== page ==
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Wuhan virus: Some workers, students returning to Singapore from China will have to take mandated 14-day leave of absence

SINGAPORE — Some workers and students returning to Singapore from China from Tuesday (Jan 28) will have to take a 14-day leave of absence, as the city-state raises its guard against the Wuhan virus.

A thermal scanner set up at Changi Airport Terminal 3.

A thermal scanner set up at Changi Airport Terminal 3.

SINGAPORE — Some workers and students returning to Singapore from China from Tuesday (Jan 28) will have to take a 14-day leave of absence (LOA), as the city-state raises its guard against the Wuhan virus.

This will be mandated for all Ministry of Education (MOE) schools, which include MOE kindergartens, primary and secondary schools, special education schools, junior colleges and the Millennia Institute, polytechnics and the Institute of Technical Education (ITE).

The LOA will start from the day after one's arrival in Singapore. It applies to students and staff in polytechnics and ITE who return from China on Jan 14 or later, and those from schools who return on Jan 15 or later.

The LOA will also apply to staff in public and private healthcare institutions who have travelled to China recently.

Affected students in schools will be supported by a home-based learning plan.

Schools will also start daily temperature-taking exercises from Wednesday.

The authorities hope the precautions implemented will mitigate the risks and help schools and institutions continue with normal activities, and avoid the need for school closure.

As of Monday, there are 92 suspect cases in Singapore, of which four are confirmed.

A total of 46 have tested negative for the Wuhan coronavirus, while test results for 42 other cases are still pending.

In China, the virus has killed at least 80 people and infected 2,700, prompting Chinese authorities to highlight the grave and escalating risks of further infections in the mounting health crisis.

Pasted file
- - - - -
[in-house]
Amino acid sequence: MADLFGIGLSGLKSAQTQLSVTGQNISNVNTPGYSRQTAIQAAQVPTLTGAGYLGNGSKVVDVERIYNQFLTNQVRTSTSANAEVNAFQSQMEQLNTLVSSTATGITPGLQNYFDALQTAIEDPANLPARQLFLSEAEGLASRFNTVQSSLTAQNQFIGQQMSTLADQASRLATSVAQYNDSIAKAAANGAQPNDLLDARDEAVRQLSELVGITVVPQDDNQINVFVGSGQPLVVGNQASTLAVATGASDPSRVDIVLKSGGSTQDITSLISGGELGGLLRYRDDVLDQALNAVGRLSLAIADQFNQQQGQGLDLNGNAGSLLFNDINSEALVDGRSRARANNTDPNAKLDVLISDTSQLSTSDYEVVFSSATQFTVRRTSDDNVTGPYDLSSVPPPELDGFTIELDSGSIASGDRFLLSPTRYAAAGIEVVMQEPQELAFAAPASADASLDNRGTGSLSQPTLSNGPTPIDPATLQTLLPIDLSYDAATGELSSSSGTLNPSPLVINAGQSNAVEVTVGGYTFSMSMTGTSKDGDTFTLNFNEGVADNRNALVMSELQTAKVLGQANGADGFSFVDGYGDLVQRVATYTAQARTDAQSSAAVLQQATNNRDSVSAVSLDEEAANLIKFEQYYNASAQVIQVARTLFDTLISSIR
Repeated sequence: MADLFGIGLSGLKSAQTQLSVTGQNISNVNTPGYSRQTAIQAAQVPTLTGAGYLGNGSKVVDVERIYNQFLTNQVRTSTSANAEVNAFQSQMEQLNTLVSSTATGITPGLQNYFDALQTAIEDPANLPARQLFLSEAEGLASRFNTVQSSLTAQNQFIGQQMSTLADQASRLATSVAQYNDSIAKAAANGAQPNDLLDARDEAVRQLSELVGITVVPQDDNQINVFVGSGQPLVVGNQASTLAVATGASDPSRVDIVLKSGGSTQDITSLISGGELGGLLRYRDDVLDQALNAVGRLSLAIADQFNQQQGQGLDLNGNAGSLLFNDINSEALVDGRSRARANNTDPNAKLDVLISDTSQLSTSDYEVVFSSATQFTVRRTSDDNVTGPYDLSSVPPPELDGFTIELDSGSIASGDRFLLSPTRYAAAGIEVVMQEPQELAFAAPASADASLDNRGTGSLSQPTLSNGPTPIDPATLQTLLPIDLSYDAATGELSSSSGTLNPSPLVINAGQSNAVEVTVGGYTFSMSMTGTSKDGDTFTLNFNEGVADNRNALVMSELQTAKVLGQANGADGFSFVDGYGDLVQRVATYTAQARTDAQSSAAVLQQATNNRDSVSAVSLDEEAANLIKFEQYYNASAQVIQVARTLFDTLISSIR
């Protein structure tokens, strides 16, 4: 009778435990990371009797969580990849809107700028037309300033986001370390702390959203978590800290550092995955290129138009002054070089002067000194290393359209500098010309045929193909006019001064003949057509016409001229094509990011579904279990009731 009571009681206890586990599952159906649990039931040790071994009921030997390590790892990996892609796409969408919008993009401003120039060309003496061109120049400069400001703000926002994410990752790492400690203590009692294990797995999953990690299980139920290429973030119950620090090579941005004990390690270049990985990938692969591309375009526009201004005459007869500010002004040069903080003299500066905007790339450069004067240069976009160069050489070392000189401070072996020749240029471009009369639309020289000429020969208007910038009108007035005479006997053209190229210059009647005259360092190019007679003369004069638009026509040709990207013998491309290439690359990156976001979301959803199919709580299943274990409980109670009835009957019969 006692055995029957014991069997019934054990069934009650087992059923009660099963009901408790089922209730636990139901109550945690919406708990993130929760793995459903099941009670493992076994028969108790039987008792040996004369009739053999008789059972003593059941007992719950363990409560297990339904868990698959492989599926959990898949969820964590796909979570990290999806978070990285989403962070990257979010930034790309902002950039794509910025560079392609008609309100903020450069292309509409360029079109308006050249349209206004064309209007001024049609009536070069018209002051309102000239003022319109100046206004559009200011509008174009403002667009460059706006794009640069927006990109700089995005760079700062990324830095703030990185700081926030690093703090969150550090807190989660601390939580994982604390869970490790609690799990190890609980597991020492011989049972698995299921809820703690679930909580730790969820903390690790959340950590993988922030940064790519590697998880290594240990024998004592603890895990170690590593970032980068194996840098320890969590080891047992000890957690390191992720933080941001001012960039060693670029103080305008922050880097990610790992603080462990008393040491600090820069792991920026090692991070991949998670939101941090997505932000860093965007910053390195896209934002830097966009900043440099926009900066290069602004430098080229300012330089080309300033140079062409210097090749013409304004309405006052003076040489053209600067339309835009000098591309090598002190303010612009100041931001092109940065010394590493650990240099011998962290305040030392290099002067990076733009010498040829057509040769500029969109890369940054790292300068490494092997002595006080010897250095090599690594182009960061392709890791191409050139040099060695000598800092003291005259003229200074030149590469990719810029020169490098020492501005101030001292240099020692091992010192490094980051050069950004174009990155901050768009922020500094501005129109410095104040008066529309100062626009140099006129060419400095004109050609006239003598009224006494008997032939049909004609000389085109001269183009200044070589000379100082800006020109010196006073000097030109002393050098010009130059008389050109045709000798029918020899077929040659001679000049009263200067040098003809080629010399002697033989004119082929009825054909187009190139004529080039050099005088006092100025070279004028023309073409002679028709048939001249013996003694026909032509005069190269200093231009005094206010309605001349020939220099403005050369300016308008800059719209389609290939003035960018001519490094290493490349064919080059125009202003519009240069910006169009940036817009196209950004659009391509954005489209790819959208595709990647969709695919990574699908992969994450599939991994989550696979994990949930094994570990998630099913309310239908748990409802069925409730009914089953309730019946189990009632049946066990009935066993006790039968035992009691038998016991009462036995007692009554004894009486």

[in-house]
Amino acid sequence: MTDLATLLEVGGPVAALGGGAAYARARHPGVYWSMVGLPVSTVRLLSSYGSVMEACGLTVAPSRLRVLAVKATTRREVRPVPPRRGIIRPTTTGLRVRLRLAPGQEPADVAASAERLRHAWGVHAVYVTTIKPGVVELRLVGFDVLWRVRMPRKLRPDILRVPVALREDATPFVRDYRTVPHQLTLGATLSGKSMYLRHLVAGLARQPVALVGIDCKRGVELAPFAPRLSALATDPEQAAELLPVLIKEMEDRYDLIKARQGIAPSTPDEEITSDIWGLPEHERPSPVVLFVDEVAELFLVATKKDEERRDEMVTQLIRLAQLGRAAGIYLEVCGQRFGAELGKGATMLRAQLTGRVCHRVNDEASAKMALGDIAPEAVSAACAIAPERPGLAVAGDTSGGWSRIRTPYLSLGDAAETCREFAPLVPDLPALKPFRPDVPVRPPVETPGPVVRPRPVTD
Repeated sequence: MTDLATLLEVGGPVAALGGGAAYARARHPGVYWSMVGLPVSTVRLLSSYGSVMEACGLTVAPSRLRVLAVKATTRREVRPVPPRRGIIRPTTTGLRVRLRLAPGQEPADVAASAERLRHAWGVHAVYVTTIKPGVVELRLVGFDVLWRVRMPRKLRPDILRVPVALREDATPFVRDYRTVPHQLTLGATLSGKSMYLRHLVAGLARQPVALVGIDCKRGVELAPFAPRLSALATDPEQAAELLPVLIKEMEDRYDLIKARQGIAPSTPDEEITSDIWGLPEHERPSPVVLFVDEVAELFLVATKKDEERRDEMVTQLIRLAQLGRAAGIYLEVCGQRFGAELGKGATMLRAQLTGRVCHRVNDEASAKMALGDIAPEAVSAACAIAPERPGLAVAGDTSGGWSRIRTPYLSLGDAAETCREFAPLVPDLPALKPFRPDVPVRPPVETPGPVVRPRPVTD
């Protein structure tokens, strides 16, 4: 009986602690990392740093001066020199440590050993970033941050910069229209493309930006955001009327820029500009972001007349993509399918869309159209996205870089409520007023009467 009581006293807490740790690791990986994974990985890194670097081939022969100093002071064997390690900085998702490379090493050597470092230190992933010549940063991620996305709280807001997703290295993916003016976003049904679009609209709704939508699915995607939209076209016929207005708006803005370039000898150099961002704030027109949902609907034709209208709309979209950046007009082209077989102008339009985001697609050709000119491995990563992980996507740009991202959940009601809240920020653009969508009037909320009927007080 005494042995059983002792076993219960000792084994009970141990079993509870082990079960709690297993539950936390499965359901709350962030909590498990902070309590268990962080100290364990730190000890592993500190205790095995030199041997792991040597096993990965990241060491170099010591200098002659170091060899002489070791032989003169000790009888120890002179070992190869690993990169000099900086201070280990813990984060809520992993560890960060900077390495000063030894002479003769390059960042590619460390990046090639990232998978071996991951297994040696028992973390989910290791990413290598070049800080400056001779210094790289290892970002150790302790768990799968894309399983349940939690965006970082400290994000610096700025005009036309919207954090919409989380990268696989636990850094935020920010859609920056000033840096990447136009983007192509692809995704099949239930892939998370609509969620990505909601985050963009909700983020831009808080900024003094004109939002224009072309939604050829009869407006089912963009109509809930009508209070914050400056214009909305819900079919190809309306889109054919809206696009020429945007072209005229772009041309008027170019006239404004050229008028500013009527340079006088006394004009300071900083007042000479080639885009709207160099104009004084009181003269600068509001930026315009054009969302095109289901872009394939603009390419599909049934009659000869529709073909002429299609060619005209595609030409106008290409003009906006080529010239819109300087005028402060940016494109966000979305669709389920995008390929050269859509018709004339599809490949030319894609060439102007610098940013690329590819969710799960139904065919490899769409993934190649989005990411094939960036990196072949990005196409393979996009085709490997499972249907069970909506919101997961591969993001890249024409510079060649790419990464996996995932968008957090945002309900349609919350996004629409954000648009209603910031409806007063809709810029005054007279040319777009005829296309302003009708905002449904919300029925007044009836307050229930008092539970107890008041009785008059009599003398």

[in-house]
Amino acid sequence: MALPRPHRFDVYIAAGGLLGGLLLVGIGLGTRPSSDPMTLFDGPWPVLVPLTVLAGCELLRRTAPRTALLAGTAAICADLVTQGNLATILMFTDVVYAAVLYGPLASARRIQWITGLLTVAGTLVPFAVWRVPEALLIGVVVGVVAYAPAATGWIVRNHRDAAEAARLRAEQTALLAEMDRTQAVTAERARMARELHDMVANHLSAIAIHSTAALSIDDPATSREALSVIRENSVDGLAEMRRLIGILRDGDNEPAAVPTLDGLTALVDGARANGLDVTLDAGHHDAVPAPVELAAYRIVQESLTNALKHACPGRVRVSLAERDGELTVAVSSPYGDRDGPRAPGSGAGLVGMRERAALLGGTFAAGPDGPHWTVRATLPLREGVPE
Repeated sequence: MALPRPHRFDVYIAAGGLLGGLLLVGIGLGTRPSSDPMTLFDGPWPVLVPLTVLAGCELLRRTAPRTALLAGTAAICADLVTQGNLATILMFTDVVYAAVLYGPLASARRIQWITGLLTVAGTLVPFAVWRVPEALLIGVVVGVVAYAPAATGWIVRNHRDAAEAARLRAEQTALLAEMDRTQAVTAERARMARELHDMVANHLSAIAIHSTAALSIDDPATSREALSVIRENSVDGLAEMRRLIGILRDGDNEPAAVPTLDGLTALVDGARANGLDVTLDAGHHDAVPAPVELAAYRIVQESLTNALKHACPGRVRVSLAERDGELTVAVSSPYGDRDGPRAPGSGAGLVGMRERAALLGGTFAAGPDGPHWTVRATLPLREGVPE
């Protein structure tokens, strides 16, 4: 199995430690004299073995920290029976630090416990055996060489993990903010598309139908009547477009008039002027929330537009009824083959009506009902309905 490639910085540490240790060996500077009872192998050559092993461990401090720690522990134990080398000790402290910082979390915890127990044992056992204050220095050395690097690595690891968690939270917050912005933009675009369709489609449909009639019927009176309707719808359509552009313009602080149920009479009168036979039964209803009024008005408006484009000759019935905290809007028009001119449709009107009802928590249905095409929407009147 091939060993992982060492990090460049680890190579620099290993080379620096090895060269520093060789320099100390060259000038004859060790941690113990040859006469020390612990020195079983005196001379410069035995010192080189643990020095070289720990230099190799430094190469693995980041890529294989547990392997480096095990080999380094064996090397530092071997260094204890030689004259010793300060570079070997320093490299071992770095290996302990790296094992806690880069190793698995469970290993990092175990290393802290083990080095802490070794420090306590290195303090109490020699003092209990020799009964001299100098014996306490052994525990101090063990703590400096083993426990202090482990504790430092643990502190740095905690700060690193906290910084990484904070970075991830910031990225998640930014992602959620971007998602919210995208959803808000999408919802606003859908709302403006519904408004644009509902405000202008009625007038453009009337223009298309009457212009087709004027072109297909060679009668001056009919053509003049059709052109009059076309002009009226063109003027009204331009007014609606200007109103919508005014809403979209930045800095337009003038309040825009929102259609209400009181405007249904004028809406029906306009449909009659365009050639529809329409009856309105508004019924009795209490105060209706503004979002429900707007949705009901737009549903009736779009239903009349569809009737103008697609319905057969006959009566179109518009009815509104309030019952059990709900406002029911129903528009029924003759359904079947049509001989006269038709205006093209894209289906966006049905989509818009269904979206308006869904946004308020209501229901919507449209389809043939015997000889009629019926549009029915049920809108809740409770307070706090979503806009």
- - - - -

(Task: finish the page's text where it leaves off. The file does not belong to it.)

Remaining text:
This has also prompted Singapore to upgrade its travel advisory to China to urge Singaporeans to defer all non-essential travel plans to the whole of China, and not just the affected cities and provinces alone.

MANDATORY LEAVE OF ABSENCE

Speaking at a ministerial press conference on Monday, National Development Minister Lawrence Wong said: "Given the continued worsening of the situation in China, we have decided for a need for a further step-up of our measures to minimise risk of more imported cases, to contain, identify and to minimise the chances of the virus spreading in Singapore."

"We will take extra precaution for those returning from China, and we are doing it now because we are fully expecting more to come back from Chinese New Year," added Mr Wong, who co-chairs an inter-ministry taskforce in charge of the situation with Health Minister Gan Kim Yong.

A total of 10 political office holders from the multi-ministry taskforce on the Wuhan coronavirus were present to address the media.

Education Minister Ong Ye Kung, who was at the briefing, said that more than 800 students and staff from schools and tertiary institutions have been to China in the past 14 days.

"For students who are on LOA, this is not an extended holiday, we will support your learning and education," said Mr Ong.

"All your systems are online on Student Learning Spaces. Teachers will make extra effort to reach out to them…

"This is not 14 days of play at home. We will work together with parents and students. This is a necessary precaution during this period."

Social and Family Development Minister Desmond Lee said at the briefing that about 1,000 preschoolers and some 500 to 600 preschool teachers have gone to China for various reasons.

He added that the authorities will be visiting the various preschools to check on the implementation of the mitigating measures.

Mr Ong said the education ministry is also engaging with private institutions and universities on their response plans, and he expects them to take similar precautions as the other government-owned or funded institutions.

At three accredited universities, namely the National University of Singapore (NUS), the Nanyang Technological University (NTU) and the Singapore Management University (SMU), have had selected student hostel blocks cleared out to be used as quarantine facilities, he added.

Affected residents in these blocks will be rehoused as the authorities prepare them for emergency use.

These include blocks of dormitories at the NUS’ Prince George’s Park Residences, NTU’s Graduate Hall 1 and SMU’s Prinsep Street Residences.

Mr Ong said he is aware of online chatter by students about having to move out of their apartments amid the cleanup effort.

He apologised for the inconvenience caused to students and sought their understanding as Singapore prepares for any contingencies. “This is part of the national response,” said Mr Ong.

Health Minister Gan warned that the situation is rapidly evolving, and the authorities will implement more measures when necessary.

"We expect cases to increase," he said. "Ultimately, a strong national response requires a whole-of-nation effort."

Related topics

Wuhan Wuhan virus pneumonia coronavirus

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